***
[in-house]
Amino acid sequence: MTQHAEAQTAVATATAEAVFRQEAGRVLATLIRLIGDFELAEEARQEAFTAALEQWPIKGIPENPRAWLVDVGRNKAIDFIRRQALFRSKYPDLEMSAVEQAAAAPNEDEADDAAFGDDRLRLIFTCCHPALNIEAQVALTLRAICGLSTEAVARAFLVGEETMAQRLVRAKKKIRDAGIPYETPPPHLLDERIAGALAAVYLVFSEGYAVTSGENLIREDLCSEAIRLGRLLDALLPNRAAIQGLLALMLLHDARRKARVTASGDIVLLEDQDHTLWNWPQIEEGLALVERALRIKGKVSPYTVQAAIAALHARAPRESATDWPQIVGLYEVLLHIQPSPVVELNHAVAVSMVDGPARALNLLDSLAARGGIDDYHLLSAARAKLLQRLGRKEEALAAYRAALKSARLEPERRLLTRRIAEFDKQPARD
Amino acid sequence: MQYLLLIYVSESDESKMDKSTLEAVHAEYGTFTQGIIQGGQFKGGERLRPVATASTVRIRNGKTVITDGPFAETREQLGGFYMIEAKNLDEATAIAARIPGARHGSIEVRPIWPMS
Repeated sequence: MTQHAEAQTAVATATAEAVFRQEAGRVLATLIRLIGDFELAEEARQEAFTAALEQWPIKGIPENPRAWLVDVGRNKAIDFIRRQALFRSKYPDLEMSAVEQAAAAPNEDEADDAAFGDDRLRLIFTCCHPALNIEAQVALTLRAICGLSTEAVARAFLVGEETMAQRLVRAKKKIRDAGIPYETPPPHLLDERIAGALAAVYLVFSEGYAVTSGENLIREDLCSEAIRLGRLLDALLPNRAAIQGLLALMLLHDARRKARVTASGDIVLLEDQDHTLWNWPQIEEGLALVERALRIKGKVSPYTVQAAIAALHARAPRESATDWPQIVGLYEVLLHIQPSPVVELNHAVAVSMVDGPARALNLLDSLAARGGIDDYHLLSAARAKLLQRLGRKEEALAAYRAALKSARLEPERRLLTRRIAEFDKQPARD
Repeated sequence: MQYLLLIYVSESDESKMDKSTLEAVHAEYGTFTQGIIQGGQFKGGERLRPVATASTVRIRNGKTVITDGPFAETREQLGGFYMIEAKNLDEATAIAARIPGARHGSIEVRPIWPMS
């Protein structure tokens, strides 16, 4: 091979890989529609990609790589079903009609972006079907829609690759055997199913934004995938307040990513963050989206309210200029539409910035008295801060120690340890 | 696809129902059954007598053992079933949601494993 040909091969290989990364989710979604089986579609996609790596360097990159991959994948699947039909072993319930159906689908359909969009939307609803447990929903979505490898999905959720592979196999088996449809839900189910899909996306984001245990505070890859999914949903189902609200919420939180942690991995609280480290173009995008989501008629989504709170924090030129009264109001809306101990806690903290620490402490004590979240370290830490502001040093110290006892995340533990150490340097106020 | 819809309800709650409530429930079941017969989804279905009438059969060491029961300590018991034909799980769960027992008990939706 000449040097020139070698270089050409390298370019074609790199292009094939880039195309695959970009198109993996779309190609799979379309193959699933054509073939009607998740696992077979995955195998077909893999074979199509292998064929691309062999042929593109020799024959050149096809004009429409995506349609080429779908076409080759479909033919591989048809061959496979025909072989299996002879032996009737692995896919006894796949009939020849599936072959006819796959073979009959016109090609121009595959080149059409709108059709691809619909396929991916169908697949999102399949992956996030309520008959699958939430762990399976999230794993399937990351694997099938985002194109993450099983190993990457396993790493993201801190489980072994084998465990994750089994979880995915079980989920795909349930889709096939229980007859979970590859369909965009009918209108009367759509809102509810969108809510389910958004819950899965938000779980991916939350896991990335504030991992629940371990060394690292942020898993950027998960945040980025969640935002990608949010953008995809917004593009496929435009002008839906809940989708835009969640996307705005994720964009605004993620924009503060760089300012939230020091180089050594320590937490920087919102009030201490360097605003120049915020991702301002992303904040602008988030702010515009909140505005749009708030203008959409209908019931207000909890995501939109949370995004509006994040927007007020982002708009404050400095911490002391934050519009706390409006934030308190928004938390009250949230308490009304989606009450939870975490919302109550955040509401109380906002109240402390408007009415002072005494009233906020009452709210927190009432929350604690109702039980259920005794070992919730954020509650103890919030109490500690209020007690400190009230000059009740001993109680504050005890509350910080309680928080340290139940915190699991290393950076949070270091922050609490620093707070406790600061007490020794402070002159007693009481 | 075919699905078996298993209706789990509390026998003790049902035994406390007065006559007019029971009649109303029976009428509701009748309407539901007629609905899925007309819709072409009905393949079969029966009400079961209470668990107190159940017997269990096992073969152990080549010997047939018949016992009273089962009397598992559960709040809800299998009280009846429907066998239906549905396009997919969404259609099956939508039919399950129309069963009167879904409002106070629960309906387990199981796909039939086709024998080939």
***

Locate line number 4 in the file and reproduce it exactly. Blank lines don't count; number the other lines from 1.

Repeated sequence: MTQHAEAQTAVATATAEAVFRQEAGRVLATLIRLIGDFELAEEARQEAFTAALEQWPIKGIPENPRAWLVDVGRNKAIDFIRRQALFRSKYPDLEMSAVEQAAAAPNEDEADDAAFGDDRLRLIFTCCHPALNIEAQVALTLRAICGLSTEAVARAFLVGEETMAQRLVRAKKKIRDAGIPYETPPPHLLDERIAGALAAVYLVFSEGYAVTSGENLIREDLCSEAIRLGRLLDALLPNRAAIQGLLALMLLHDARRKARVTASGDIVLLEDQDHTLWNWPQIEEGLALVERALRIKGKVSPYTVQAAIAALHARAPRESATDWPQIVGLYEVLLHIQPSPVVELNHAVAVSMVDGPARALNLLDSLAARGGIDDYHLLSAARAKLLQRLGRKEEALAAYRAALKSARLEPERRLLTRRIAEFDKQPARD